Over the last year, Beth and the Outreach Committee, chaired by vestry member Felix Rogers, have studied Detroit and its challenges, and they have explored the possibility of finding a non-profit organization with whom we could partner and through whom we could channel all our volunteer and philanthropic energy. My vision for this was that we would build a relationship with a real urban neighborhood, get to know the people in that neighborhood, and build a volunteer program through which parishioners here could offer their energies in the areas of education, healthcare, employment, and housing. This would be a concentrated, focused outreach ministry where our parishioners could offer themselves to tutor kids, build houses, offer professional skills, and help stabilize an endangered neighborhood. It would also allow us to get to know women, children, and men who live in a very different context than the one we all inhabit. Such a program would be transformational for them and for us.

After a year of work, Beth, Felix, and the Outreach Committee have proposed a partnership with Focus Hope, a well-known Detroit non-profit with a forty year history offering hunger relief, career training and development, and racial reconciliation. We have been invited to join their Hope Village Initiative in a section of the Oakman Boulevard neighborhood in Detroit which has the newly reopened charter elementary school, Glazer, as a community anchor. Kathy and I have been down to Focus Hope and to Glazer Elementary, we’ve met with the leaders and the school principal there, and I feel that this partnership will offer us a way to make an enormous difference in the health of Detroit both as a city and as the metropolitan area in which we all live. This partnership will allow Christ Church parishioners to offer the wide range of their skills and energies to help improve the lives of real people in a real place. And this partnership will help us all live out what it means to be a Christian in the 21st century, pledged in the Prayer Book’s words “to seek and serve Christ in all persons, respecting the dignity of every human being.”

I don’t know what else to say about September 11 except this: when the remembrances and the speeches are over, all of us are left with the question, what have we done to make our community more just, more loving, more prosperous, more safe? What have we done to take on and engage the sufferings and struggles of people whose culture and context may differ from us but whose fundamental humanity we share? There is nothing we can do, finally, to stop others from hating us. But we can, together, work to help our city, our community, our society reflect our deepest values and highest aspirations. And that is why I believe God is calling us to this new work with Focus Hope in Detroit.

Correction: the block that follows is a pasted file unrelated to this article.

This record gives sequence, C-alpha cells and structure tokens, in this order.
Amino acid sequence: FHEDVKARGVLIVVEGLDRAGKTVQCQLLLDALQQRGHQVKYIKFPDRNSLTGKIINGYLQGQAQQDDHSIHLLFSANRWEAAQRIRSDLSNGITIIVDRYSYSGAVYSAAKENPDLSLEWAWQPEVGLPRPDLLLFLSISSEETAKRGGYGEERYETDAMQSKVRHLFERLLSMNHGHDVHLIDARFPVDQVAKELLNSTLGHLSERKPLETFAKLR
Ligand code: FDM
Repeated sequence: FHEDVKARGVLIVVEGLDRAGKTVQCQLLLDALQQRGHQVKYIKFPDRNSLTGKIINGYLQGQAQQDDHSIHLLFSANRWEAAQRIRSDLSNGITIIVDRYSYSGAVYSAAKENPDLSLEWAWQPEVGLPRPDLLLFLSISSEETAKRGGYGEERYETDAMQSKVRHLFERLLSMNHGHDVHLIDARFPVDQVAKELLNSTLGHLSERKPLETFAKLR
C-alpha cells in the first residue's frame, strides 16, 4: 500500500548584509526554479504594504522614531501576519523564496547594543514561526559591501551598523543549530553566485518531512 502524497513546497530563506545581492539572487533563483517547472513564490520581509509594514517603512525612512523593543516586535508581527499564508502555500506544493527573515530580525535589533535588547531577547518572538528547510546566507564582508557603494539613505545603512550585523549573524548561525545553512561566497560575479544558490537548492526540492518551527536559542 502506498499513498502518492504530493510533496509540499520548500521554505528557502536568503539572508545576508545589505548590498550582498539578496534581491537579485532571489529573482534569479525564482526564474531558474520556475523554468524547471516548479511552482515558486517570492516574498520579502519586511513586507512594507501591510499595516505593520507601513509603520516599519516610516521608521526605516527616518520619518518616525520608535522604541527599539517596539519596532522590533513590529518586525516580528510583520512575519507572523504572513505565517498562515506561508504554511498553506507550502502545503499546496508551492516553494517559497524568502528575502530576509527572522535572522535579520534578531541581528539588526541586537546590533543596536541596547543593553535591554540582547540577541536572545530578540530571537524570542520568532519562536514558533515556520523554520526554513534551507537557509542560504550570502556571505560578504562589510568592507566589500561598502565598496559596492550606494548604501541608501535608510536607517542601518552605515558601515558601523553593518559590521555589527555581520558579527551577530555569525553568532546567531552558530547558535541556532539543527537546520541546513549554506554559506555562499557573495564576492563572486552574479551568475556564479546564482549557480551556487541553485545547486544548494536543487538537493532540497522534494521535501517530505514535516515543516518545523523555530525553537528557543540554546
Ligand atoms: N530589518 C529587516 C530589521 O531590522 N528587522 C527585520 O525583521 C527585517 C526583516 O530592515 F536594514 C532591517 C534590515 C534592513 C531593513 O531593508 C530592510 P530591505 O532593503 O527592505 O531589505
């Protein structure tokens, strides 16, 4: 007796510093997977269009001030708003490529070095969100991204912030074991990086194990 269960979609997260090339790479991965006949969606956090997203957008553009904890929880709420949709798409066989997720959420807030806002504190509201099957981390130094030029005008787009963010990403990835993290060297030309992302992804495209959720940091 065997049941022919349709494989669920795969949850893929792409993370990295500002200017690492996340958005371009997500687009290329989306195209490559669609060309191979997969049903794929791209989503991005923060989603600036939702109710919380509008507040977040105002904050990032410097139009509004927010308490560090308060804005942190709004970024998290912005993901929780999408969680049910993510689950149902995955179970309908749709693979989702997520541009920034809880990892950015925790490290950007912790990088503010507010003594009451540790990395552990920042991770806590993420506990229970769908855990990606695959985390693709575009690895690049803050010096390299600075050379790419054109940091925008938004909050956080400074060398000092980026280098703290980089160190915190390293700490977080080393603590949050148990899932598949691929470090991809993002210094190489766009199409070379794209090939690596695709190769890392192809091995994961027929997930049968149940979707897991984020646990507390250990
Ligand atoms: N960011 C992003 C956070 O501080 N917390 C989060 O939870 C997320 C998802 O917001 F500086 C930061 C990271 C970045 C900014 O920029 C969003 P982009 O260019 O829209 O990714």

The same year as the terrorist attacks, 2001, I became rector of the parish in Bryn Mawr, Pennsylvania—the Church of the Redeemer, a parish similar in size and demographics to this one. When I arrived in Philadelphia in May of that year, I made a pilgrimage to talk to the retired Bishop of Pennsylvania, Robert DeWitt, not coincidentally the third rector of Christ Church Cranbrook, serving here at the parish in the 1950s and in the 1960s as Suffragan Bishop of Michigan. Bob was a hero of mine, and he had been famous for all kinds of great things in the church, especially for getting so many ministries going here that responded to the urban and social crises of those days.

Because Redeemer, Bryn Mawr and Christ Church Cranbrook are so similar, I asked Bob how he managed to get so many outreach projects going in a large suburban parish. He responded, “There are a lot of people in the congregation who care deeply about the things you and I care about. So I would just get up on Sunday and tell people what I’d been thinking about, and then I’d ask them, if they were thinking about it too, to come over to the rectory some night and we’d think through it together.” So this morning, following in Bob DeWitt’s footsteps, I’m telling you what’s on my mind. I hear God calling us to respond to the fear and pain of September 11, 2001 by opening our hearts and hands to real, nearby people in our own metropolitan area. And I’m asking that, if you hear some version of that voice in your own head, that you come and think and talk about it with Felix and Beth and me at the rectory this Wednesday night. Details are in the bulletin. We’ll be open for coffee and talk from 7:30 to 9:00. Let’s think about this together. Let’s go forward from this tenth anniversary of September 11 not in vengeance or in anger but embarked on a process to know and serve and love people whose lives are linked with ours in an infinite myriad of ways.

Christianity is a realistic religion. It understands that both human sin and aggression and human heroism and compassion will always coexist within and among us. Our call as Christians is not to try to change human nature—only God can do that. Our call is to be faithful, generous, and compassionate as we are where we are, with the people God has made us neighbors.

In this morning’s epistle [Romans 14], Paul says this: “We do not live to ourselves, and we do not die to ourselves. If we live, we live to the Lord, and if we die, we die to the Lord; so then, whether we live or whether we die, we are the Lord's.” Paul and Jesus knew what it is to be afraid. And they knew something else: they knew that those they feared would not say the last word about them; they knew the final word would be God’s. Whether we live, whether we die, we are the Lord’s. That great truth puts every other claim in its place. Threatened and vulnerable though we may feel, we are ultimately, finally, safe. As we take in the knowledge of that safety, let us reach out to love and serve those who will only come to know of God’s blessings through the work of our hands and minds and hearts. Amen.